India aims to raise $81 billion by leasing state assets
India announced plans to lease state-owned assets to the private sector in a bid to raise 6 trillion rupees ($81 billion) to repair public finances battered by the pandemic and fund new infrastructure.
Asia’s third-largest economy was left reeling from a Covid-19 surge and strict lockdowns enforced to contain the virus, creating a significant budget deficit and pushing millions into poverty.
Private firms will be able to lease on a long-term basis over 26,000 kilometres (16,000 miles) of roads, power transmission lines, hydroelectric and solar power assets, phone networks, and nearly 15,000 telecom towers, under the plans announced Monday.
Also up for grabs will be some 8,000 kilometres of natural gas pipelines, 15 railway stations, railway lines, 25 airports, and a number of sports stadiums, according to the four-year plan dubbed the National Monetization Pipeline.
“The ownership of the assets remain with the government and there should be mandatory hand back (to the state),” Finance Minister Nirmala Sitharaman said.
“So by bringing in private participation in this, you will be able to monetise it better and ensure further investment in infrastructure building,” she said.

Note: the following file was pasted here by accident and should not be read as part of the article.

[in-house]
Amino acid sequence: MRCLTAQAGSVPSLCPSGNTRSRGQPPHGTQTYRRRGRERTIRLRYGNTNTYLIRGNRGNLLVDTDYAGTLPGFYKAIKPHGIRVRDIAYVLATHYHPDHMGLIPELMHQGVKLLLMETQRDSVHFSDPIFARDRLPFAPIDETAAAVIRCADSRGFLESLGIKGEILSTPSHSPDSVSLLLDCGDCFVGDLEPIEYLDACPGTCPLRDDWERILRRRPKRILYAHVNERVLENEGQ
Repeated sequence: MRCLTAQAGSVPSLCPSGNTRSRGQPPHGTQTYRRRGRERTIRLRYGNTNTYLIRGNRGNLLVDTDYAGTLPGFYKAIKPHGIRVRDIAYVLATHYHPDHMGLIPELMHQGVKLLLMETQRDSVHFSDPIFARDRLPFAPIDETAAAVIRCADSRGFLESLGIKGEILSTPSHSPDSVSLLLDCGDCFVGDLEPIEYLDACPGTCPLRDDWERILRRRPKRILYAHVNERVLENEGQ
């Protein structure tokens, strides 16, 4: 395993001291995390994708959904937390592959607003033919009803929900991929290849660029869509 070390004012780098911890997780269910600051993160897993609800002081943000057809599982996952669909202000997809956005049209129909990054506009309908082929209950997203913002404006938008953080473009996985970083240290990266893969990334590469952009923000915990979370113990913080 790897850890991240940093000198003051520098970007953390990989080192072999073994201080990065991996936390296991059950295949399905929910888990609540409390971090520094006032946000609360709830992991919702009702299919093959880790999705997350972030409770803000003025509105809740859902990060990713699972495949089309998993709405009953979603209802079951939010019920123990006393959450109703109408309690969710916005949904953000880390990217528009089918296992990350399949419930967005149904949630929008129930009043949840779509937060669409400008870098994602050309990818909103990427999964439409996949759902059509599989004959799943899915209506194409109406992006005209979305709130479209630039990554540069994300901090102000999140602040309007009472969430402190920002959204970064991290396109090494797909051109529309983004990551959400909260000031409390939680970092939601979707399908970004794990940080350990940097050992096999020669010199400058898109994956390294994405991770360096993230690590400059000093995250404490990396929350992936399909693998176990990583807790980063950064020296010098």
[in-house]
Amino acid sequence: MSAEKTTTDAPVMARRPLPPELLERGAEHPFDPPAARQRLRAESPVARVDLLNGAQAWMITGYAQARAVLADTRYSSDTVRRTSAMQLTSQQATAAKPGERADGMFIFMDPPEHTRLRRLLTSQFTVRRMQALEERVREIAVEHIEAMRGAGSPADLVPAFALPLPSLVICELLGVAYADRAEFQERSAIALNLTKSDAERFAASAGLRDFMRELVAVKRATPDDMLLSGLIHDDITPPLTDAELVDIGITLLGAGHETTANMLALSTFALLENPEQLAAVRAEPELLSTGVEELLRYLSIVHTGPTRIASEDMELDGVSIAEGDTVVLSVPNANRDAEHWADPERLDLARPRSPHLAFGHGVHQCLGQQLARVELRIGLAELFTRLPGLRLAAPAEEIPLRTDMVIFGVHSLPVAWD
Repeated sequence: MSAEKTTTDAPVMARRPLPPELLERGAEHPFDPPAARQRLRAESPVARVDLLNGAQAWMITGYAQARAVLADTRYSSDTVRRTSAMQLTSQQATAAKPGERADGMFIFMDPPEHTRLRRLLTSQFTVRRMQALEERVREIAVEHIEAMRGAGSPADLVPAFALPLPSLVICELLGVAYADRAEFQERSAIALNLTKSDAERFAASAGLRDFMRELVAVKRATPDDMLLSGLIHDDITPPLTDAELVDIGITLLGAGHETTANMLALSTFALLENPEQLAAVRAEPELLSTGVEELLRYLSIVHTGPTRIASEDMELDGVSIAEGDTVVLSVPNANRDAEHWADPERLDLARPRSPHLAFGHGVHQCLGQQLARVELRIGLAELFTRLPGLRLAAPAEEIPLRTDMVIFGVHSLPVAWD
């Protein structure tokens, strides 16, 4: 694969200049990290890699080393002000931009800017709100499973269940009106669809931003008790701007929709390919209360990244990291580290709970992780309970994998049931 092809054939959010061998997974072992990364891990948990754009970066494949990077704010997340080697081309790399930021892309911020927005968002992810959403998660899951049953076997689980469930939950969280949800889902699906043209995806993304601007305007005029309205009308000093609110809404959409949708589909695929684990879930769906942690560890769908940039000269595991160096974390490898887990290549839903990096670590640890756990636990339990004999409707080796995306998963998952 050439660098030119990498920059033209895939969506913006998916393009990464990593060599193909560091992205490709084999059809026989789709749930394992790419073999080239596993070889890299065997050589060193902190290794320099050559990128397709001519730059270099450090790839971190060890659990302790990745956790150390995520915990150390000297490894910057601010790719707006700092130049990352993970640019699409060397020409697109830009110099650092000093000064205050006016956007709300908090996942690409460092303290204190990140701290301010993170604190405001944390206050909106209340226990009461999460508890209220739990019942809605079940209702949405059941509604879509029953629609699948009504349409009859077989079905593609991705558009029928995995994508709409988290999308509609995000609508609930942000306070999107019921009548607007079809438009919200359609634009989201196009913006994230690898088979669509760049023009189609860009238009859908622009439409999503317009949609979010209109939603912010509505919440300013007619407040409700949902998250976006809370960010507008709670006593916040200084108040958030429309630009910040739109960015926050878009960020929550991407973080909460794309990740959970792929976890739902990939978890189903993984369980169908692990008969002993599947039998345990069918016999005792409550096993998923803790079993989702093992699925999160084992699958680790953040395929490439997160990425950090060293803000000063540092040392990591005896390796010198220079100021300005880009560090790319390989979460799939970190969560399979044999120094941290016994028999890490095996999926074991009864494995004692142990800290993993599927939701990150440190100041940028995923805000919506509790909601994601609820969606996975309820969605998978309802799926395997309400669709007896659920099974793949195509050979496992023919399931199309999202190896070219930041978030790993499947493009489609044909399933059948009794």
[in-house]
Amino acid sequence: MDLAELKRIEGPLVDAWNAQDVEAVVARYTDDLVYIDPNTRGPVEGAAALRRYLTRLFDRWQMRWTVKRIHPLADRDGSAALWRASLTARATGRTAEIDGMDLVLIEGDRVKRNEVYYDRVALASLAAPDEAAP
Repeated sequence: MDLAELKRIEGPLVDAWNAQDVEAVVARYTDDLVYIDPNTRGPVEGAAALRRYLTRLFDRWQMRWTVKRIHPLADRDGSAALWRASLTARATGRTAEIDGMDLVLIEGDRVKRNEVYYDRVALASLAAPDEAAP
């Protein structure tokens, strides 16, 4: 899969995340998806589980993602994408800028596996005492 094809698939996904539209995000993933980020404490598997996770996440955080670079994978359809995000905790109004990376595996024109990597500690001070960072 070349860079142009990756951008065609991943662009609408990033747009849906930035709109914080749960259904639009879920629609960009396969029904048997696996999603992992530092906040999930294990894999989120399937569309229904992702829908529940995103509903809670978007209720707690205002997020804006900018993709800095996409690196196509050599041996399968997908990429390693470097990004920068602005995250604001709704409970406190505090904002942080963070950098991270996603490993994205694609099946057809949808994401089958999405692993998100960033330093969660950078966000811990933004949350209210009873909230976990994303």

Proceeds will help replenish government finances squeezed by India’s worst recession since independence as a result of the pandemic, and to fund new infrastructure projects.
India’s opposition hit out at the plans, with Congress party chief Rahul Gandhi saying “assets created over seven decades (are) being gifted to cronies.”
“The future of India is being sold,” he said.
India enforced one of the world’s toughest lockdowns in 2020 when the pandemic began, leaving millions without work almost overnight.
Restrictions were then steadily eased but re-imposed in April in a devastating second wave that overwhelmed hospitals.
Prime Minister Narendra Modi’s government had previously announced plans to raise billions of dollars through the privatisation of Air India, Bharat Petroleum, and a share sale of a major insurer.
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